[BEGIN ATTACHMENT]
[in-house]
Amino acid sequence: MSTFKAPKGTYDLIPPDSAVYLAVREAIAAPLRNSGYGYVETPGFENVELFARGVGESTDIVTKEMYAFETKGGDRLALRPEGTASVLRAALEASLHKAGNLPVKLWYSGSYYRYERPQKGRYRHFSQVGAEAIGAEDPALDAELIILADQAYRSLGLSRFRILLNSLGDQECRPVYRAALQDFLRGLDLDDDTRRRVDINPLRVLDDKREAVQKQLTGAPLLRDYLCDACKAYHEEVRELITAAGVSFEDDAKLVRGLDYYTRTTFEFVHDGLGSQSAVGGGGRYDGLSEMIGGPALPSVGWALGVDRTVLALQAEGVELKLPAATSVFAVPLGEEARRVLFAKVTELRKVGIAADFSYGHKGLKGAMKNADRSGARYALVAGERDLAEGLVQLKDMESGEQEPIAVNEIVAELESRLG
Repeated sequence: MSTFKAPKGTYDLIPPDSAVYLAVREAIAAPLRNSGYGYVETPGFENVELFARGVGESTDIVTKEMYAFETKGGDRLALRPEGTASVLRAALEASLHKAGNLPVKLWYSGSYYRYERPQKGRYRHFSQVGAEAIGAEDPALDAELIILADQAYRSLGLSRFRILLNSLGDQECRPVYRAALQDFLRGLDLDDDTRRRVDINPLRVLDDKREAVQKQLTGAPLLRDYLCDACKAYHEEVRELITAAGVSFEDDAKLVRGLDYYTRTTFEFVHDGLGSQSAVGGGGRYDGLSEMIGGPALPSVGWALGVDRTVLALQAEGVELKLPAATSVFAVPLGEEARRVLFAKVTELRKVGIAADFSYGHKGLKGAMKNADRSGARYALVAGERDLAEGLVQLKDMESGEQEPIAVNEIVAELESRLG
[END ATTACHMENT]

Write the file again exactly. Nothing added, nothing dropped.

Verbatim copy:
[in-house]
Amino acid sequence: MSTFKAPKGTYDLIPPDSAVYLAVREAIAAPLRNSGYGYVETPGFENVELFARGVGESTDIVTKEMYAFETKGGDRLALRPEGTASVLRAALEASLHKAGNLPVKLWYSGSYYRYERPQKGRYRHFSQVGAEAIGAEDPALDAELIILADQAYRSLGLSRFRILLNSLGDQECRPVYRAALQDFLRGLDLDDDTRRRVDINPLRVLDDKREAVQKQLTGAPLLRDYLCDACKAYHEEVRELITAAGVSFEDDAKLVRGLDYYTRTTFEFVHDGLGSQSAVGGGGRYDGLSEMIGGPALPSVGWALGVDRTVLALQAEGVELKLPAATSVFAVPLGEEARRVLFAKVTELRKVGIAADFSYGHKGLKGAMKNADRSGARYALVAGERDLAEGLVQLKDMESGEQEPIAVNEIVAELESRLG
Repeated sequence: MSTFKAPKGTYDLIPPDSAVYLAVREAIAAPLRNSGYGYVETPGFENVELFARGVGESTDIVTKEMYAFETKGGDRLALRPEGTASVLRAALEASLHKAGNLPVKLWYSGSYYRYERPQKGRYRHFSQVGAEAIGAEDPALDAELIILADQAYRSLGLSRFRILLNSLGDQECRPVYRAALQDFLRGLDLDDDTRRRVDINPLRVLDDKREAVQKQLTGAPLLRDYLCDACKAYHEEVRELITAAGVSFEDDAKLVRGLDYYTRTTFEFVHDGLGSQSAVGGGGRYDGLSEMIGGPALPSVGWALGVDRTVLALQAEGVELKLPAATSVFAVPLGEEARRVLFAKVTELRKVGIAADFSYGHKGLKGAMKNADRSGARYALVAGERDLAEGLVQLKDMESGEQEPIAVNEIVAELESRLG